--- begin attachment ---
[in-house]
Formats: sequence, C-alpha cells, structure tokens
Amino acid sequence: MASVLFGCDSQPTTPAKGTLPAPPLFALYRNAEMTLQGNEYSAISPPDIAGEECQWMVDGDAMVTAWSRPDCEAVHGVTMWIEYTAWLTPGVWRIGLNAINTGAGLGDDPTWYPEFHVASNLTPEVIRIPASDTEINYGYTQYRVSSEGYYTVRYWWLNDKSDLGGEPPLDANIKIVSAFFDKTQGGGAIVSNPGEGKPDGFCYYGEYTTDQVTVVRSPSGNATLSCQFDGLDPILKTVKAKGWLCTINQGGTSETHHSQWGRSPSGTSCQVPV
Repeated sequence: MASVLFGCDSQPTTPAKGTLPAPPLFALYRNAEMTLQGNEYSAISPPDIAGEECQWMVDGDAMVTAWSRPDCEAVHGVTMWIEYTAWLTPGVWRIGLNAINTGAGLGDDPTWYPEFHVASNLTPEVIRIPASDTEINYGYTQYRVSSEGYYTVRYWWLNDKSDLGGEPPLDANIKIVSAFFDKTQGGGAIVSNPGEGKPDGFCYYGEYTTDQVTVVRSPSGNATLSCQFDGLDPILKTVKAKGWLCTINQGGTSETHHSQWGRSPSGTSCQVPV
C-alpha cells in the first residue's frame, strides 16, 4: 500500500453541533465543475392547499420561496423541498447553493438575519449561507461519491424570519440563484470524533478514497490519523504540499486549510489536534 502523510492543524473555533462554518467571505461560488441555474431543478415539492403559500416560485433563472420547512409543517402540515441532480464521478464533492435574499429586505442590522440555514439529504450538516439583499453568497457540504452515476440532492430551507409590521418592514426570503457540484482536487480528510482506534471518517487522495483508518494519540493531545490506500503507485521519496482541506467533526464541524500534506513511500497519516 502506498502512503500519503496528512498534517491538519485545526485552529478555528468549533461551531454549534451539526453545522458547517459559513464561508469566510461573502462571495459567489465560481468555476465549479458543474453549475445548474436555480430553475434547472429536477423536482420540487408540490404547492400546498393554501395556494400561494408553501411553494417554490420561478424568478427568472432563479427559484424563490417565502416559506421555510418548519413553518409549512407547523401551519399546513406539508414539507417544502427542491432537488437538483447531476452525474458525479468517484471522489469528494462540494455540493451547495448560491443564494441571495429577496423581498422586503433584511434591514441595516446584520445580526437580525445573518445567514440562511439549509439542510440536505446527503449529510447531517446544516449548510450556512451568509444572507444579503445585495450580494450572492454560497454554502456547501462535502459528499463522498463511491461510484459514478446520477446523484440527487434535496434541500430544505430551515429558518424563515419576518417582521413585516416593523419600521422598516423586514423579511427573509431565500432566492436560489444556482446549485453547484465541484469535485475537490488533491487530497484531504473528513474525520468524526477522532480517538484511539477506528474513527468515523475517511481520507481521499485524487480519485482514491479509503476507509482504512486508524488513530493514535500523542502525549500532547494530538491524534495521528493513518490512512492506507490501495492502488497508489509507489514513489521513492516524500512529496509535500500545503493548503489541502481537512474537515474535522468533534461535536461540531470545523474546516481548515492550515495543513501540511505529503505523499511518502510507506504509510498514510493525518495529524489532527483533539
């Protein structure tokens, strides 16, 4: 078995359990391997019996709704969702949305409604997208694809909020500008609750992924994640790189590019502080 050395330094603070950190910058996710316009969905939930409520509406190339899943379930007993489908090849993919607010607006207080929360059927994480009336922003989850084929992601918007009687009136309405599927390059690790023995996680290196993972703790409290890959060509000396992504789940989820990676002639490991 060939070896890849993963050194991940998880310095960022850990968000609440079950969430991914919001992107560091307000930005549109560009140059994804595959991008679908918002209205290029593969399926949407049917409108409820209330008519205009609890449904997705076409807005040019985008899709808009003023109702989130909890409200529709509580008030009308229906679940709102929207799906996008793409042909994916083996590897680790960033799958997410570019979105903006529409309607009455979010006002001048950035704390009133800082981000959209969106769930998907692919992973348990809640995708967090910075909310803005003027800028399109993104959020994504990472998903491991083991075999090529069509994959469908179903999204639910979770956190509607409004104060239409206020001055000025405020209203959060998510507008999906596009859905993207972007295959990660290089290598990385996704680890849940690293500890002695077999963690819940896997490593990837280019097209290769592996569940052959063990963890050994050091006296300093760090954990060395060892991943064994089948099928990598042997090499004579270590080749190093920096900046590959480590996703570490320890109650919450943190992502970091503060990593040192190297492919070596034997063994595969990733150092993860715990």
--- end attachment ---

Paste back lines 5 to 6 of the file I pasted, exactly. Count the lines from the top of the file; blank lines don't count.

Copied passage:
C-alpha cells in the first residue's frame, strides 16, 4: 500500500453541533465543475392547499420561496423541498447553493438575519449561507461519491424570519440563484470524533478514497490519523504540499486549510489536534 502523510492543524473555533462554518467571505461560488441555474431543478415539492403559500416560485433563472420547512409543517402540515441532480464521478464533492435574499429586505442590522440555514439529504450538516439583499453568497457540504452515476440532492430551507409590521418592514426570503457540484482536487480528510482506534471518517487522495483508518494519540493531545490506500503507485521519496482541506467533526464541524500534506513511500497519516 502506498502512503500519503496528512498534517491538519485545526485552529478555528468549533461551531454549534451539526453545522458547517459559513464561508469566510461573502462571495459567489465560481468555476465549479458543474453549475445548474436555480430553475434547472429536477423536482420540487408540490404547492400546498393554501395556494400561494408553501411553494417554490420561478424568478427568472432563479427559484424563490417565502416559506421555510418548519413553518409549512407547523401551519399546513406539508414539507417544502427542491432537488437538483447531476452525474458525479468517484471522489469528494462540494455540493451547495448560491443564494441571495429577496423581498422586503433584511434591514441595516446584520445580526437580525445573518445567514440562511439549509439542510440536505446527503449529510447531517446544516449548510450556512451568509444572507444579503445585495450580494450572492454560497454554502456547501462535502459528499463522498463511491461510484459514478446520477446523484440527487434535496434541500430544505430551515429558518424563515419576518417582521413585516416593523419600521422598516423586514423579511427573509431565500432566492436560489444556482446549485453547484465541484469535485475537490488533491487530497484531504473528513474525520468524526477522532480517538484511539477506528474513527468515523475517511481520507481521499485524487480519485482514491479509503476507509482504512486508524488513530493514535500523542502525549500532547494530538491524534495521528493513518490512512492506507490501495492502488497508489509507489514513489521513492516524500512529496509535500500545503493548503489541502481537512474537515474535522468533534461535536461540531470545523474546516481548515492550515495543513501540511505529503505523499511518502510507506504509510498514510493525518495529524489532527483533539
């Protein structure tokens, strides 16, 4: 078995359990391997019996709704969702949305409604997208694809909020500008609750992924994640790189590019502080 050395330094603070950190910058996710316009969905939930409520509406190339899943379930007993489908090849993919607010607006207080929360059927994480009336922003989850084929992601918007009687009136309405599927390059690790023995996680290196993972703790409290890959060509000396992504789940989820990676002639490991 060939070896890849993963050194991940998880310095960022850990968000609440079950969430991914919001992107560091307000930005549109560009140059994804595959991008679908918002209205290029593969399926949407049917409108409820209330008519205009609890449904997705076409807005040019985008899709808009003023109702989130909890409200529709509580008030009308229906679940709102929207799906996008793409042909994916083996590897680790960033799958997410570019979105903006529409309607009455979010006002001048950035704390009133800082981000959209969106769930998907692919992973348990809640995708967090910075909310803005003027800028399109993104959020994504990472998903491991083991075999090529069509994959469908179903999204639910979770956190509607409004104060239409206020001055000025405020209203959060998510507008999906596009859905993207972007295959990660290089290598990385996704680890849940690293500890002695077999963690819940896997490593990837280019097209290769592996569940052959063990963890050994050091006296300093760090954990060395060892991943064994089948099928990598042997090499004579270590080749190093920096900046590959480590996703570490320890109650919450943190992502970091503060990593040192190297492919070596034997063994595969990733150092993860715990």